The Overflow #174: This email could have been a meeting

Stateless auth-as-a-service, the liability of doing good, and visualized React

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Welcome to ISSUE #174 of The Overflow! This newsletter is by developers, for developers, written and curated by the Stack Overflow team and Cassidy Williams. This week: the difference between software engineering and computer science, hard-coding table and column names, and open-sourcing nuclear physics.

From the blog

What’s the difference between software engineering and computer science degrees? stackoverflow.blog While these two areas of study may seem very similar, they do have some differences.

Are meetings making you less productive? stackoverflow.blog Developers view about half their meetings negatively. Can we find better ways to use that time?

Going stateless with authorization-as-a-service (Ep. 553) stackoverflow.blog The home team welcomes Alex Olivier, cofounder and product lead at Cerbos, for a conversation about how to centralize business logic in a microservices environment, the value of stateless applications, and what’s under Cerbos’s hood.

Maximize Cloud Savings with DoiT promotion AWS and Google Cloud customers are invited to an exclusive program designed to help tackle complex cloud issues. Focus on innovation while we help you save on cloud costs and avoid billing surprises. Learn how to get started.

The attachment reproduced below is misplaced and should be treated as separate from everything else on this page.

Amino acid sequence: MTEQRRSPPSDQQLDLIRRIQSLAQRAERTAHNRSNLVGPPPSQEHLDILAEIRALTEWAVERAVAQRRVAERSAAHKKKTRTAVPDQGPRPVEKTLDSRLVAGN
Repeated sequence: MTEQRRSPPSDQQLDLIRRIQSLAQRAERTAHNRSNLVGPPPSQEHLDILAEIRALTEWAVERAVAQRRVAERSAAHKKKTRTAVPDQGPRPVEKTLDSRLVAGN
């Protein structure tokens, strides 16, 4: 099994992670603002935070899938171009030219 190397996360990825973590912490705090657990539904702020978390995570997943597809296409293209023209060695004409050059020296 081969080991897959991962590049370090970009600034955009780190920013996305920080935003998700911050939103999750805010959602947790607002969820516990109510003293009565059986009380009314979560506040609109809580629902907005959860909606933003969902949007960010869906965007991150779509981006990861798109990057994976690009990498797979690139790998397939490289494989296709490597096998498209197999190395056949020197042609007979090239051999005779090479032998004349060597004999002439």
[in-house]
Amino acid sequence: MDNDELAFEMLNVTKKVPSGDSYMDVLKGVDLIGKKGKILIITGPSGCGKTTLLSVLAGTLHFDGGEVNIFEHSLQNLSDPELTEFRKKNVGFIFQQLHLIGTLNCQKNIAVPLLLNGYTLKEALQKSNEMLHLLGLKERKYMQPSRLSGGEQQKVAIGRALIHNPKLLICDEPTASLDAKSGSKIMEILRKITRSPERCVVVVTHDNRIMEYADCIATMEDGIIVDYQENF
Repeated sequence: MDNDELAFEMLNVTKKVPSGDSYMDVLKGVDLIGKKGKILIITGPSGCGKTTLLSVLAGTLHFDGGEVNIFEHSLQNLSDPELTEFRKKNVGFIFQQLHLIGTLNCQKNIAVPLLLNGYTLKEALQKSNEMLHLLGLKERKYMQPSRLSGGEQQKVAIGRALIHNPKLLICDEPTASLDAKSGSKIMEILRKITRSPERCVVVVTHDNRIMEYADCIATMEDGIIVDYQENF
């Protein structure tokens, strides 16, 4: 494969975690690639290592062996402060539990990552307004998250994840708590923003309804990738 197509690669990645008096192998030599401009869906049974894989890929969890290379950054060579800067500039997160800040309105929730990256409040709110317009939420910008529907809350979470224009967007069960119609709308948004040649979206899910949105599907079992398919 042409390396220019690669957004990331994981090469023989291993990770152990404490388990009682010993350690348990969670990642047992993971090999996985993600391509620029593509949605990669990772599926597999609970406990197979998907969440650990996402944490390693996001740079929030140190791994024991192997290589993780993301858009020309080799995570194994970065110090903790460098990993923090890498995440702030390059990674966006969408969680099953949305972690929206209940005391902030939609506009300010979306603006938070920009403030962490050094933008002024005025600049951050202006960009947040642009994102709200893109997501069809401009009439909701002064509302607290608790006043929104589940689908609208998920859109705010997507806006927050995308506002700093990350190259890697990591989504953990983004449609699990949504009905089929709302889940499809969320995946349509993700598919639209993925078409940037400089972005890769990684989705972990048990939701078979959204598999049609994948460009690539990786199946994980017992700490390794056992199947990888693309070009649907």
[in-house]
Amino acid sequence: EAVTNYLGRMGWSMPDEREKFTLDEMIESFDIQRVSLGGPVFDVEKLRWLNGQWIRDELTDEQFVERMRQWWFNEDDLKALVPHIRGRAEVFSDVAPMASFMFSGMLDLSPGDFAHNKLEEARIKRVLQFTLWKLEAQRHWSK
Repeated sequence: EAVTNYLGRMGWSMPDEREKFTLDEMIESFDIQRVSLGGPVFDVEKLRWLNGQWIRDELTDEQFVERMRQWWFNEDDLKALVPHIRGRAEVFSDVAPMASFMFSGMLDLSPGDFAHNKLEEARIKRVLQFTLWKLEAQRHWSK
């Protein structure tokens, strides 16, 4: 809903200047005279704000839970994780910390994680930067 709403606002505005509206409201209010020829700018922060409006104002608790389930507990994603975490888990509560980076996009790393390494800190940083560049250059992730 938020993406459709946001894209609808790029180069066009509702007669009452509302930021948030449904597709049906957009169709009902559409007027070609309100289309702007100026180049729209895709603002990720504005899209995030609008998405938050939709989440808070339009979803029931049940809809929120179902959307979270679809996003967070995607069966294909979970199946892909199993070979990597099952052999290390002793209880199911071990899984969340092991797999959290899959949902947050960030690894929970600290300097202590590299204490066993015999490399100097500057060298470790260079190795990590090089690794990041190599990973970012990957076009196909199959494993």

Interesting questions

Is it okay to hard-code table and column names in queries? softwareengineering.stackexchange.com How often to you change your table and column names but not the structure?

Does the law make exceptions for good samaritans? law.stackexchange.com For those of us whose legal education comes from the back half of Law and Order.

My employer’s “401(k) contribution” is cash, not an actual retirement account. What are my options? money.stackexchange.com Go for the old school 401(k) and stuff it in your mattress.

How much louder was a Napoleonic era cannon than a musket? history.stackexchange.com Loud enough that when Napoleon met his Waterloo, it could be heard over 300km away in London.

Links from around the web

Open source is fueling the future of nuclear physics github.com You don’t really associate “openness” with “nuclear fusion,” but that’s changing!

New on the web: How to detect disabled JavaScript in CSS www.stefanjudis.com Though very few people disable JavaScript these days, it’s good to be able to detect that. And now, you can do it in CSS!

React, visualized react.gg This is a great free visual introduction to React that illustrates its fundamental concepts in a beautiful way!

Building webhooks into your application: Guidelines and best practices workos.com Webhooks are a common way for devs to receive events from your apps, but they can be tougher to implement than you might think.

If you're curious about our other products: How to get started with Stack Overflow for Teams.

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